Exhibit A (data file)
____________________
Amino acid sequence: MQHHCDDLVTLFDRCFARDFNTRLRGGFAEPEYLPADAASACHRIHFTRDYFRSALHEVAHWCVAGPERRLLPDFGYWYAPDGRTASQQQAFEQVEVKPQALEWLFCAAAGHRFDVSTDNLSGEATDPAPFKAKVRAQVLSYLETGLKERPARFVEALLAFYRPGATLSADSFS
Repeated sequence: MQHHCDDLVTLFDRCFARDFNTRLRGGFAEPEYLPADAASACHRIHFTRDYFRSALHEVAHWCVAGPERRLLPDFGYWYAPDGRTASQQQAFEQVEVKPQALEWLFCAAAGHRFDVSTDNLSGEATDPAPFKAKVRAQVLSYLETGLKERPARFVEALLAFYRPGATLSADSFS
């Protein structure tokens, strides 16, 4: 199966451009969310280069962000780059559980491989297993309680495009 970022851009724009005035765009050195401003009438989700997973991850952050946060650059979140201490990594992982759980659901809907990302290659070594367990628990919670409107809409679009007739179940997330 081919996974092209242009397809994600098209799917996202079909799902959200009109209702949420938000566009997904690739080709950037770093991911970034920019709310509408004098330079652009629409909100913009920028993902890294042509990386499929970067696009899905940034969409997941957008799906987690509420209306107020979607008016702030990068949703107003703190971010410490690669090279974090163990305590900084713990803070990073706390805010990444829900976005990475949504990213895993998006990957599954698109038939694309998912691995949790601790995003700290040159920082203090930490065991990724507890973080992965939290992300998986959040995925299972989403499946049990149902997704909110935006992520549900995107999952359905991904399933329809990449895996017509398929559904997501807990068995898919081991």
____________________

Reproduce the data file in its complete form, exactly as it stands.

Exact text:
Amino acid sequence: MQHHCDDLVTLFDRCFARDFNTRLRGGFAEPEYLPADAASACHRIHFTRDYFRSALHEVAHWCVAGPERRLLPDFGYWYAPDGRTASQQQAFEQVEVKPQALEWLFCAAAGHRFDVSTDNLSGEATDPAPFKAKVRAQVLSYLETGLKERPARFVEALLAFYRPGATLSADSFS
Repeated sequence: MQHHCDDLVTLFDRCFARDFNTRLRGGFAEPEYLPADAASACHRIHFTRDYFRSALHEVAHWCVAGPERRLLPDFGYWYAPDGRTASQQQAFEQVEVKPQALEWLFCAAAGHRFDVSTDNLSGEATDPAPFKAKVRAQVLSYLETGLKERPARFVEALLAFYRPGATLSADSFS
């Protein structure tokens, strides 16, 4: 199966451009969310280069962000780059559980491989297993309680495009 970022851009724009005035765009050195401003009438989700997973991850952050946060650059979140201490990594992982759980659901809907990302290659070594367990628990919670409107809409679009007739179940997330 081919996974092209242009397809994600098209799917996202079909799902959200009109209702949420938000566009997904690739080709950037770093991911970034920019709310509408004098330079652009629409909100913009920028993902890294042509990386499929970067696009899905940034969409997941957008799906987690509420209306107020979607008016702030990068949703107003703190971010410490690669090279974090163990305590900084713990803070990073706390805010990444829900976005990475949504990213895993998006990957599954698109038939694309998912691995949790601790995003700290040159920082203090930490065991990724507890973080992965939290992300998986959040995925299972989403499946049990149902997704909110935006992520549900995107999952359905991904399933329809990449895996017509398929559904997501807990068995898919081991």